There are days when I wish that classes in Seventeenth and Eighteenth Century European history were mandatory for government officials – wait, no, I always wish that. There are simply days where my desires are given explicit validation by a new report: “More than half of the cigarettes sold in New York State are smuggled in from other places to avoid the Empire State’s taxes on smokes, which have soared nearly 200 percent since 2006, according to a report issued by the conservative Tax Foundation.” And apparently that’s also true for a bunch of other places in at least the Northeast.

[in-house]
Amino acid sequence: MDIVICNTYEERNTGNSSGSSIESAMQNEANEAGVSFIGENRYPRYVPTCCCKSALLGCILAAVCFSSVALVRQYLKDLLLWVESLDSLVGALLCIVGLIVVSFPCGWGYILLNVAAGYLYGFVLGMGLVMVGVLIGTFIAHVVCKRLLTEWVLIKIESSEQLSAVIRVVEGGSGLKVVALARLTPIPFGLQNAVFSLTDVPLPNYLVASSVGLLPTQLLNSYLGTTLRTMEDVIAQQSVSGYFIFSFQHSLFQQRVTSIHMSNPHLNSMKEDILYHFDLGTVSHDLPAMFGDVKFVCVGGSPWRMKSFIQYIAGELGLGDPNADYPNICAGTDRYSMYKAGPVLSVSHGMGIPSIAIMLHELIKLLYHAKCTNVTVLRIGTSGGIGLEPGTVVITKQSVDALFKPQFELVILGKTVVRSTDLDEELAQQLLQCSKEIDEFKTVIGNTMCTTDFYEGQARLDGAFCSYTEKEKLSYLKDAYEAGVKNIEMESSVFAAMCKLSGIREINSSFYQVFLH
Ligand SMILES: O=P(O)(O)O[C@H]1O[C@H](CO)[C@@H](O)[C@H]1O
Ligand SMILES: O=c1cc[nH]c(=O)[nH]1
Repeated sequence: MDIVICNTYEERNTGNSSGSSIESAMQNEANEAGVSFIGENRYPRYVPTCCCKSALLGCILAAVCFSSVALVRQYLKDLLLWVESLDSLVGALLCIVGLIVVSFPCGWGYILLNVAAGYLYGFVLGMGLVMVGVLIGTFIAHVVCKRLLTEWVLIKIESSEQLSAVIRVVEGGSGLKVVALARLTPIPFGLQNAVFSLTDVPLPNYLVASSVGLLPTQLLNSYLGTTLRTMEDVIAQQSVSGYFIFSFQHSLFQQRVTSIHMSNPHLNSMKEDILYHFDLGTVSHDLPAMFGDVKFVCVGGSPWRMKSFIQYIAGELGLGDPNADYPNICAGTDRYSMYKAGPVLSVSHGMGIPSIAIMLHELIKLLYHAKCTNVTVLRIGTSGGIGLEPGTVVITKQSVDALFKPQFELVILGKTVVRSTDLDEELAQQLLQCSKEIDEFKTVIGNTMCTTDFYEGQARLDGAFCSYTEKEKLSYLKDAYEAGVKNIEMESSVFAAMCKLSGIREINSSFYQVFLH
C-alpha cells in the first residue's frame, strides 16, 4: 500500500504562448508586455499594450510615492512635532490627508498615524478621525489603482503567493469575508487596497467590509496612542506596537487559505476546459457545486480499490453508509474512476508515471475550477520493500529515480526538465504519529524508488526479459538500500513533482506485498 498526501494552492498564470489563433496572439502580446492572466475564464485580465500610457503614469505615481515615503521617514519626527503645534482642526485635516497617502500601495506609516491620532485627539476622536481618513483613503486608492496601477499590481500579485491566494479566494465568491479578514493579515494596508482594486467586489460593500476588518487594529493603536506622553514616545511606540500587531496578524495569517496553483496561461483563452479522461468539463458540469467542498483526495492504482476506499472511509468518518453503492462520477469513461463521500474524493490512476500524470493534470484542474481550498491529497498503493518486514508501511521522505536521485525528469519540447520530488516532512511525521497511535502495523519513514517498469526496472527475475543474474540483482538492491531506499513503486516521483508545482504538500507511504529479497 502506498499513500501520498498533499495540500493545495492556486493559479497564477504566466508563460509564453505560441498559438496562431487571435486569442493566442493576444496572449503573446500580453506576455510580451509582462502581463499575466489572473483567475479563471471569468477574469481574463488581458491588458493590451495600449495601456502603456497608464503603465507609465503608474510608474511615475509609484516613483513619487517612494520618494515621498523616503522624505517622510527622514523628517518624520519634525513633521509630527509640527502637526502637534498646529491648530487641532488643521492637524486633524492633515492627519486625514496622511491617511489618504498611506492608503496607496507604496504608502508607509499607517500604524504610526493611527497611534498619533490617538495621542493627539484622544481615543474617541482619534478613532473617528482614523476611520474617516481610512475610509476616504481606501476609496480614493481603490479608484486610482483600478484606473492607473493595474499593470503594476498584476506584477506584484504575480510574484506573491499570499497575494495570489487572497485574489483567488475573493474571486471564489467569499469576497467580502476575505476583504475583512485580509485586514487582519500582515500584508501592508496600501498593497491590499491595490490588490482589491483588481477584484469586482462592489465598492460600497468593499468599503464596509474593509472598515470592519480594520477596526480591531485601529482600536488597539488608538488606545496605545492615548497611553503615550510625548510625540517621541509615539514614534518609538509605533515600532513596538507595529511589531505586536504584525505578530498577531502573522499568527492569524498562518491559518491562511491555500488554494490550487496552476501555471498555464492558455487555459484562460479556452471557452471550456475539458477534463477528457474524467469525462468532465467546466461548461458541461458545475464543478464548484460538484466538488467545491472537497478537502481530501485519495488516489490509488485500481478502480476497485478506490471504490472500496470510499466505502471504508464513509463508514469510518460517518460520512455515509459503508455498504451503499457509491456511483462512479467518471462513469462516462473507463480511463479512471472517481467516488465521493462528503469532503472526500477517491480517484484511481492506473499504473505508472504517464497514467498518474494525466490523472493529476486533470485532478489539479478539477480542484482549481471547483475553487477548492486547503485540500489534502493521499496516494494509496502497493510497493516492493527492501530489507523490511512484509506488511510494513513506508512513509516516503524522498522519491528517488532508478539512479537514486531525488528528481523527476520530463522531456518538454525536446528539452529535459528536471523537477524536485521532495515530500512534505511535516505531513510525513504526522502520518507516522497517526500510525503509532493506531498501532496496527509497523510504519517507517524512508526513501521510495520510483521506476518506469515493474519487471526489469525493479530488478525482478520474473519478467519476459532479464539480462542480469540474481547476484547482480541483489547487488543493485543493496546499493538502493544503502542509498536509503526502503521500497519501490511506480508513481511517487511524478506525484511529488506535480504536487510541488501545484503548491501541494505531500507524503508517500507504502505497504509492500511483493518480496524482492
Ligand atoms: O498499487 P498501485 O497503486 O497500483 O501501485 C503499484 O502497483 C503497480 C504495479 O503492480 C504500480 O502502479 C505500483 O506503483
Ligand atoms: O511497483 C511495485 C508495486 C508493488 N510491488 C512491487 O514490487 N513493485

Now, the reason for the history: if our erstwhile public servants had ever read any (books that have ‘Peoples’ or ‘Social’ in the title don’t count) they’d know that when you create a situation where a legal good is available in one place for price X, and available in another for price X+Y, with Y being a protective / ruinously high government tariff, something inevitably happens. And no, that inevitable thing is not smuggling. Human beings already smuggle as naturally as we breathe. It is practically instinctive for us. No, what inevitably happens in that situation is that the population enthusiastically joins in on breaking the law. And gets remarkably close-mouthed when tax men start nosing around*. (more…)